To sum up, it should be already clear that the translocation of an individual is highly detrimental to the individual itself and to the recipient population, besides acting as an important threat to the herpetofauna. Therefore, this type of practice should be avoided; animals should stay at their habitats. As it has been demonstrated by many studies, if we translocate an individual, it will more than probably perish after some time due to a decreasing in its life expectancy via the mechanisms discussed above. Even if the individual did not die, different problems could affect the population. People interested in these animals, naturalists and so on should not carry out these practices for the sake of the fauna’s welfare.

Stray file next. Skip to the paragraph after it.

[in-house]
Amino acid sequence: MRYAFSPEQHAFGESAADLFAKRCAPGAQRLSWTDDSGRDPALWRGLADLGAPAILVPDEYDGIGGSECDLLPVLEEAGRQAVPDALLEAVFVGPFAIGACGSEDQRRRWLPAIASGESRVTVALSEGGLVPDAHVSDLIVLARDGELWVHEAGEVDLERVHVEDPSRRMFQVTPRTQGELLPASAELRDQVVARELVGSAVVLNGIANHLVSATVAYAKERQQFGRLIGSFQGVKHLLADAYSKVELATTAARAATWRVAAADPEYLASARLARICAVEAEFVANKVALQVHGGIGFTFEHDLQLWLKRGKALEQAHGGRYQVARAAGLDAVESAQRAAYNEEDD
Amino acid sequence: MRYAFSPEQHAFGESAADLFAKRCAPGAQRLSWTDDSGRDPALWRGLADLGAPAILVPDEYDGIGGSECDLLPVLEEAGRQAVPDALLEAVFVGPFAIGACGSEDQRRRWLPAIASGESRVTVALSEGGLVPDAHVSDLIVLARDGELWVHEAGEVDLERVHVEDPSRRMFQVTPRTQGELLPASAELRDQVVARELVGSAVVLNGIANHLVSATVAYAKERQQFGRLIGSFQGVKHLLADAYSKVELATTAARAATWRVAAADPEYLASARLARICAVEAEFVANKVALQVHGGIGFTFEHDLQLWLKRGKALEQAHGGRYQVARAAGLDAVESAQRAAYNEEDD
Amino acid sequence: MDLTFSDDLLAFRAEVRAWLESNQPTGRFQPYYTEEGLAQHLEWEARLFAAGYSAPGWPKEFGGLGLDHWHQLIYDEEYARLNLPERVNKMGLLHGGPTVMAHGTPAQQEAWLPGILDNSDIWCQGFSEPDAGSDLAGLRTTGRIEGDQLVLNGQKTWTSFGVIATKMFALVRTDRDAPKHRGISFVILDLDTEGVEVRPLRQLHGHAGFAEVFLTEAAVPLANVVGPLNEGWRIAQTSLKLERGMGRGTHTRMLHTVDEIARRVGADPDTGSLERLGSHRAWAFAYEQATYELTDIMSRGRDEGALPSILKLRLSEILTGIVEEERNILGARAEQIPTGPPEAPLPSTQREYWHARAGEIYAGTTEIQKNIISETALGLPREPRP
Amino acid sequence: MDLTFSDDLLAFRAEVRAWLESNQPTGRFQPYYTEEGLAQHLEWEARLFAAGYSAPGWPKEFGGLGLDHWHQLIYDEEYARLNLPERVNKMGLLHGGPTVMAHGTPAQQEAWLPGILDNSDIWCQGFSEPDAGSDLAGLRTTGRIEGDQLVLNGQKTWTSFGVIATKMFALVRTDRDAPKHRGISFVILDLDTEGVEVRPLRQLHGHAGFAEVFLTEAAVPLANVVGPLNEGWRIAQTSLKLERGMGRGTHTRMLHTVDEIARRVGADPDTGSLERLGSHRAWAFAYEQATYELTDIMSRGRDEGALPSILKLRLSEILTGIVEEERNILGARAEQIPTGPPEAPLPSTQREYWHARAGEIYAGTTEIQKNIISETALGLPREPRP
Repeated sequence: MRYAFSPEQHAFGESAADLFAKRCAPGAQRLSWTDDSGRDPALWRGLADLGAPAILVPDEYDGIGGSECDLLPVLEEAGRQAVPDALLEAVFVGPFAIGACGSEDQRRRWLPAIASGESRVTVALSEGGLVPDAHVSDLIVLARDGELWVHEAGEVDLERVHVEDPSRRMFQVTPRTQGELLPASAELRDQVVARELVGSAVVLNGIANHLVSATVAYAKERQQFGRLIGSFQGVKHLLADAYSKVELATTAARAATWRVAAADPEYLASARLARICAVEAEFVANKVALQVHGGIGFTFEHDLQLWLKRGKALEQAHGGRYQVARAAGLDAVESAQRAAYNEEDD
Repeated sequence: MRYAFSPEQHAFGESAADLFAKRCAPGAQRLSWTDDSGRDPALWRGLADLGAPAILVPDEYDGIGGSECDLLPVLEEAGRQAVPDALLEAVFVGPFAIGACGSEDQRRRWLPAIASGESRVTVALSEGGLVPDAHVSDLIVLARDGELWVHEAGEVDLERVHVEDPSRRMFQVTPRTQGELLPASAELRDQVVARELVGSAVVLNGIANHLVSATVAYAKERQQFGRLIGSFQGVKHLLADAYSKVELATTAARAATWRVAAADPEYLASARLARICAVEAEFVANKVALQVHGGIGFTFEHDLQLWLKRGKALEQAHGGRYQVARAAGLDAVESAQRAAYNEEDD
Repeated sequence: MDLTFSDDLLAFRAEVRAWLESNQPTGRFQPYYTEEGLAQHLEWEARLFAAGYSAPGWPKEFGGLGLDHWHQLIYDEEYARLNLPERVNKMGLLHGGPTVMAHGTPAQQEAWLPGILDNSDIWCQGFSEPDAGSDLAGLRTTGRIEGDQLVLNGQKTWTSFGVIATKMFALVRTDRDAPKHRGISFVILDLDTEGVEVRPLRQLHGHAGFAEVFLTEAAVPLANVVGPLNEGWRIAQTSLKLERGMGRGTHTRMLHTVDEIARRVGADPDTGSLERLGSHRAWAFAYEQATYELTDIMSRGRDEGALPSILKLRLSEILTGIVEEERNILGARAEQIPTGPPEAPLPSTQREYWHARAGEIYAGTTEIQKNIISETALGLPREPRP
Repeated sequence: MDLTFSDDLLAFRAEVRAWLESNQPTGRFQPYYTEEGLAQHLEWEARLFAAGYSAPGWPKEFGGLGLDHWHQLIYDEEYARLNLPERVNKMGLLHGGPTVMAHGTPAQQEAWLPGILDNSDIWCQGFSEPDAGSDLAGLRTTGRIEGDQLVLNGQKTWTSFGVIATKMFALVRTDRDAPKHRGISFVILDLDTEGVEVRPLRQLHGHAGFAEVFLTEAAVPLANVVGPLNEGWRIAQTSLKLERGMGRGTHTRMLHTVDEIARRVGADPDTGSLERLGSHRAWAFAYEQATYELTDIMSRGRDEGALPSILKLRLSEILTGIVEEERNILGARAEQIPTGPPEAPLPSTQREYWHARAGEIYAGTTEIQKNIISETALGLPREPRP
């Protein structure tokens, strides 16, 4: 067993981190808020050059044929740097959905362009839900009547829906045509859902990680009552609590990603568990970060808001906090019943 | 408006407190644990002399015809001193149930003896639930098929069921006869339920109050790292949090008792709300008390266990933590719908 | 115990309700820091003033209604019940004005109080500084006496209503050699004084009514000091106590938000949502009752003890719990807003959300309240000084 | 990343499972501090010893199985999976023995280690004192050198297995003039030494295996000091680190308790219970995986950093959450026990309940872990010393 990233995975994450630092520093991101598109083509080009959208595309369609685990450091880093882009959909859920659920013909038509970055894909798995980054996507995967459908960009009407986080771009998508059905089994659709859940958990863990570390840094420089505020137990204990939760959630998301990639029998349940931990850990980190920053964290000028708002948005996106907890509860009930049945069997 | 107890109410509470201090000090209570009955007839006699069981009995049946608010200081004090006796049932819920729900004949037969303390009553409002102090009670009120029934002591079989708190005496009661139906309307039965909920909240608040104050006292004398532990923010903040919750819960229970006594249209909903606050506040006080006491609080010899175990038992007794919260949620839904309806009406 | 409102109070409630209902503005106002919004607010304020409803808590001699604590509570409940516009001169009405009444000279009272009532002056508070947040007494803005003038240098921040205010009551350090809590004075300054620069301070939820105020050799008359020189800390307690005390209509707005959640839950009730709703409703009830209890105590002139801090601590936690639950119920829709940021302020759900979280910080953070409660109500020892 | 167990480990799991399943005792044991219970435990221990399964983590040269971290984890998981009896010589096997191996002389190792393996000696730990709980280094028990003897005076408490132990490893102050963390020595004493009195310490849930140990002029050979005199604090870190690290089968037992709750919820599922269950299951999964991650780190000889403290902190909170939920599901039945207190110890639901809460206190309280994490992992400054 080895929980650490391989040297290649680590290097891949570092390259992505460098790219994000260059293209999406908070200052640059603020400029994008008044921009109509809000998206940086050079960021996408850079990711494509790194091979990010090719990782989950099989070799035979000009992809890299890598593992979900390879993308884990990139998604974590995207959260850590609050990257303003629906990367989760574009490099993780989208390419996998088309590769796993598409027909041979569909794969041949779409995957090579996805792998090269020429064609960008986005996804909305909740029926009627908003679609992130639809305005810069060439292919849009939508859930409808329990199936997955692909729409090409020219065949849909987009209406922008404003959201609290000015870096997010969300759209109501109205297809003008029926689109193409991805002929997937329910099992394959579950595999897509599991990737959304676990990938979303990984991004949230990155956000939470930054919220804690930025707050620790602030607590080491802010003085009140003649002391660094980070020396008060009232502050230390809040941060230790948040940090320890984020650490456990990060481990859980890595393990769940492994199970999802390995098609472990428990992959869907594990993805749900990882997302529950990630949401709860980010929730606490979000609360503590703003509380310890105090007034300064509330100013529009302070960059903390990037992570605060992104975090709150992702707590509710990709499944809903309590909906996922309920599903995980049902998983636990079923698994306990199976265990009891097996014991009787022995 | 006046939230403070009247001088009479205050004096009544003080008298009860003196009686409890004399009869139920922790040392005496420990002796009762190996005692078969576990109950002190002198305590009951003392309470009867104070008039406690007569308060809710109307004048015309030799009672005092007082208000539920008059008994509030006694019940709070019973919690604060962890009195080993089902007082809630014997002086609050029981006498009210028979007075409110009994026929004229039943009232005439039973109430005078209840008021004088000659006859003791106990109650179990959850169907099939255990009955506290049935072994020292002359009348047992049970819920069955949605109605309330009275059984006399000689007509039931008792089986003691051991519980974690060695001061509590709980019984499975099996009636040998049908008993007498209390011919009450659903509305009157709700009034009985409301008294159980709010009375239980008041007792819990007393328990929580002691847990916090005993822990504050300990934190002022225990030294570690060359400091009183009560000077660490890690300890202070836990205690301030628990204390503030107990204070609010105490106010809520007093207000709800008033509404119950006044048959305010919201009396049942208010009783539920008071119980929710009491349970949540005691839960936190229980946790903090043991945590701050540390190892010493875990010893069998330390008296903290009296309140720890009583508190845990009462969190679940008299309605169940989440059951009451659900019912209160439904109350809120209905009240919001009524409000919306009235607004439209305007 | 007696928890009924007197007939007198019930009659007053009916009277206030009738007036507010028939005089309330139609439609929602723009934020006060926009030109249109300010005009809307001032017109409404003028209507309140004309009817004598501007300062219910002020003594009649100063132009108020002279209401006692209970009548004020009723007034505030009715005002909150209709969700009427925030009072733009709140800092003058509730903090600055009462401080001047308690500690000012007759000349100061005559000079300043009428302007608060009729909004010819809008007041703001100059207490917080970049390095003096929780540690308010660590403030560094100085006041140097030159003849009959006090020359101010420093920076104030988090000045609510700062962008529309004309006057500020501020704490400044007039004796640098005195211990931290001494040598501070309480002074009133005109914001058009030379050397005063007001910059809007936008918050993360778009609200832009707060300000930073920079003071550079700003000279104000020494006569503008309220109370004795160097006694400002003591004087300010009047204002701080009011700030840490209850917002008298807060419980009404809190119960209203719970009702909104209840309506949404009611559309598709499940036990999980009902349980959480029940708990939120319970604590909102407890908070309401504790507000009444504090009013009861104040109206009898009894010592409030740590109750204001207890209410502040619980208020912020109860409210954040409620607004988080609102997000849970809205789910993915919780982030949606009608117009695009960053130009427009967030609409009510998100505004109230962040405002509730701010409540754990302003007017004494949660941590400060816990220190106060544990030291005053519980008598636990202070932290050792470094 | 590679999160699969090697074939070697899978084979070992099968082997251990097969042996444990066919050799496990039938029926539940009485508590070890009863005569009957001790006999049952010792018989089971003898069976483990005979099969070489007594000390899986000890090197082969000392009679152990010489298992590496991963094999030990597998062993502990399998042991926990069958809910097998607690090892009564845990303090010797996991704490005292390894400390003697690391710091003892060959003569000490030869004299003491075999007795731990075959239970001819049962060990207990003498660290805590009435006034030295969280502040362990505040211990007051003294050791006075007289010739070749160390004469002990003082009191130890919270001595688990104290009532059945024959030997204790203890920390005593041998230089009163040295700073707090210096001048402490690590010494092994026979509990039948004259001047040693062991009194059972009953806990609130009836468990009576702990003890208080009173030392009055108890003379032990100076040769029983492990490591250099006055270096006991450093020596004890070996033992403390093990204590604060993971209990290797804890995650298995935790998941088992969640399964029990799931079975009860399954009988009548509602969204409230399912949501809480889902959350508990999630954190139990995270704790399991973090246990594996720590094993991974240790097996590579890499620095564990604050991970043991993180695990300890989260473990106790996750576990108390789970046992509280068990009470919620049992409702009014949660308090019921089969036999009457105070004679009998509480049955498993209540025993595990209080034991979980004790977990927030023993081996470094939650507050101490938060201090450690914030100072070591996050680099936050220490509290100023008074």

Therefore, we advise to watch and take pictures of the animals exactly at the same place where they were found. After naturalist or research-related activities, animals should stay in their habitats.

Examples of in situ pictures of Moroccan reptiles and amphibians. Top left: Acanthodactylus longipes, probably, Merzouga. Top right: Pelophylax saharicus, Sirwa.
Bottom left: Quedenfeldtia trachyblepharus, Sirwa. Bottom right: Podarcis sp., Sirwa. Photos: © Raúl León.

Finally, there are few instances when translocation can be considered as a positive action:

— In relation to conservation projects where urgent actions must be done. However, due to the mentioned problems, the viability and the problematic regarding translocation, relocation, repatriation, etc. are still under debate.